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Daily Archives: September 11, 2011

Universities fail to spend millions in Ayers money

Miss. universities fail to spend millions from Ayers settlement; funds set to decrease next year Public record shows Mississippi’s three historically black universities in recent years have failed to spend all the funds awarded to them through the Ayers desegregation settlement. The College Board said its intent is that unused funds will carry over for future expenditures subject to legislative ...

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State law, FEMA rules diverge on flood mitigation ordinance

An opinion issued last month by Attorney General Jim Hood reveals a discrepancy between state law and regulations set by the Federal Emergency Management Agency regarding the application of the Flood Mitigation Ordinance that is a big part of the National Flood Insurance Program. Hood’s opinion, issued Aug. 17, says there is a provision in Mississippi law that allows for ...

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Practical not the way to describe government

I’m getting ready to climb out on a limb. For the past few years, I’ve kept my mouth shut and listened to piles of manure being spouted by both sides. I’m not a small government or a big government person. I’m a reasonable government person. In fact, I’m just a reasonable person — practical to a fault. TARP makes me ...

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‘He will be missed’

Award-winning newspaper writer and editor. Entrepreneur. Aide to leaders in the public sector. Community activist. James L. “Buddy” Bynum was all of these things. A former editor and co-owner of the Mississippi Business Journal, Bynum died of pancreatic cancer Sept. 3 at his home in Ridgeland. He was 59. “Buddy was a serious, capable journalist who never lost sight of ...

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Study: Mississippi spends $154 million per year on teen pregnancy

Mississippi’s teen pregnancies cost taxpayers more than $154 million annually, a new study says, the greatest losses occurring due to lost tax revenues, incarceration and foster care. The state has the highest rate of teen pregnancies nationwide, and reducing that percentage is now the top priority of the Women’s Fund of Mississippi, the group that released the study conducted by ...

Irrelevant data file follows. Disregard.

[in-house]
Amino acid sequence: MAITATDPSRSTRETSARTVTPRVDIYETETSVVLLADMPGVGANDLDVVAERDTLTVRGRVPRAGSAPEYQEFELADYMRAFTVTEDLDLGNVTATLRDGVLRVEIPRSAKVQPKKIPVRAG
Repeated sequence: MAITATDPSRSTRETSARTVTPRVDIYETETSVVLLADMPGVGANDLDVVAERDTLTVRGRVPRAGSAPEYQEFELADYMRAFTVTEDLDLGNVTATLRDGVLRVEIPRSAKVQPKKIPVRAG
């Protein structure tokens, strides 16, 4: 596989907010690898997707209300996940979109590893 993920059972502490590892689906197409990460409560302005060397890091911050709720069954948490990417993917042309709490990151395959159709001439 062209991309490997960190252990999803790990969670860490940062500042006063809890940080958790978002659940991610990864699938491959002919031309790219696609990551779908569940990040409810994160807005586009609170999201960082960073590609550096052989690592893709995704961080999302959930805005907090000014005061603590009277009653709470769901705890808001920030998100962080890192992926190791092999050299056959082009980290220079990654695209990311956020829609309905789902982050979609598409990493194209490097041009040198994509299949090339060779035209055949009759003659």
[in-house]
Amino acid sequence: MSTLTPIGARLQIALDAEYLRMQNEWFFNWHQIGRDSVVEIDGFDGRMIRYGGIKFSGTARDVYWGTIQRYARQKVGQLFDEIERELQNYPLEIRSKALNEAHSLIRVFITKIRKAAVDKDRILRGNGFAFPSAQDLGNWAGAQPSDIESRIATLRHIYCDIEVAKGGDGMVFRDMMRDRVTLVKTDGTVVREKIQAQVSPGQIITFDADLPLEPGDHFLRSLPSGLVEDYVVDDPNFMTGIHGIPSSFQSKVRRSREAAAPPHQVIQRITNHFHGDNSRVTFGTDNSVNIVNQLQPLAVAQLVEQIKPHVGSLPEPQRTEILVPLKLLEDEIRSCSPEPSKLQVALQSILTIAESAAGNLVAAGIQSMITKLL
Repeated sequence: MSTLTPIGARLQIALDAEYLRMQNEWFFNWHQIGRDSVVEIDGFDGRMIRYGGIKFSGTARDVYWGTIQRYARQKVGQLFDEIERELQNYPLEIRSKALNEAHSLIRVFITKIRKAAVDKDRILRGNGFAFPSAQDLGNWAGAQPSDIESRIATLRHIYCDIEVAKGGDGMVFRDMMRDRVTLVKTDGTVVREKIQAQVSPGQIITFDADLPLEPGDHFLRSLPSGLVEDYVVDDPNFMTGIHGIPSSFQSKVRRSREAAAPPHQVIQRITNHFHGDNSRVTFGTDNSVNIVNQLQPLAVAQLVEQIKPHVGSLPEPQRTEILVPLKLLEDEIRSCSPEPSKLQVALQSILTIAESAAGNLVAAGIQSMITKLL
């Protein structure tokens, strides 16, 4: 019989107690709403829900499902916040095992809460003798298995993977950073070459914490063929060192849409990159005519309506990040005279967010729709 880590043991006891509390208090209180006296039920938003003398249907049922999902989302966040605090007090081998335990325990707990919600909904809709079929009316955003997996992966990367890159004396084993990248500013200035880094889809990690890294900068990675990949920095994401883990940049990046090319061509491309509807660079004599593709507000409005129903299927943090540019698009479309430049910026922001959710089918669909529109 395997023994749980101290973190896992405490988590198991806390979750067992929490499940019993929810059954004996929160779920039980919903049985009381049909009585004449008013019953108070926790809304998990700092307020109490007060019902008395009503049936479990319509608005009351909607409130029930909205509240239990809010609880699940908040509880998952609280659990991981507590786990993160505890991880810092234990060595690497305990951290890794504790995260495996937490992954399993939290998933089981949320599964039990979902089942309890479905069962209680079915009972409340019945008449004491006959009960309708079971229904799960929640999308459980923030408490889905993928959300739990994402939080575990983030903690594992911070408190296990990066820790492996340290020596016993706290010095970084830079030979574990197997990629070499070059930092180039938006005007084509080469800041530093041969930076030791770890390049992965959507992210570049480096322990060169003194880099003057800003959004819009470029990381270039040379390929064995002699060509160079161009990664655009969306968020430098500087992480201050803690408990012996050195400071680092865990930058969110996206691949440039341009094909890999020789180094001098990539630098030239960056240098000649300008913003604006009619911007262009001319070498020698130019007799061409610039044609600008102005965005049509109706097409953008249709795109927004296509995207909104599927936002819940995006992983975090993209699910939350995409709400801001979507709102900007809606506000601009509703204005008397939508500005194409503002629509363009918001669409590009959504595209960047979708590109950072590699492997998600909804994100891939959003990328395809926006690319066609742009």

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This book is about the meaning of flowers and so much more

Before any readers dismiss this book as just a book about flowers or gardening, stop and reconsider. According to Nan Graves Goodman of Jackson’s Lemuria Books, this book is so much more. She says it’s one of her all-time favorite books and will be her number one book to sell for the holidays. “Naturally, because I am a flower lover ...

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ANS honors McGaha

Retired Entergy Nuclear South president John McGaha garnered top industry recognition at the 2011 American Nuclear Society (ANS) Utility Working Conference held in Hollywood, Fla. McGaha, who has more than 32 years of experience with Entergy’s nuclear program, received the prestigious ANS Utility Leadership Award. Given only to a select group of industry leaders in recent years, McGaha’s career achievements ...

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Williams named president

Dr. Alvin Williams has dedicated more than 30 years to the University of Southern Mississippi, and he was recently named president of its Alumni Association Executive Committee. Joining Williams on the executive committee are president-elect Dale Shearer of Ridgeland, vice president Benny Waddle of Hattiesburg, past president Randy Pope of Hattiesburg and Finance Committee chairman Donnie Tynes of Madison. Williams ...

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Anderson joins UMMC

Dr. Chris Anderson, who specializes in adult and pediatric liver and kidney transplants, has joined the University of Mississippi Medical Center, and will see patients through University of Mississippi Health Care. Anderson, a Lucedale native who previously worked at Washington University in St. Louis, Mo., currently leads the kidney transplant program. A summa cum laude graduate of the University of ...

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Squatters, part of a national movement, descend upon Greenville

A real estate headache that has swamped high-foreclosure areas in the U.S. has surfaced in Greenville. The Sovereign Citizens Movement, a group of people who don’t pay taxes and don’t recognize state or federal law or their court systems, has become a nightmare in areas like Atlanta, Florida and the West Coast where forecloses jumped and entire neighborhoods of empty ...

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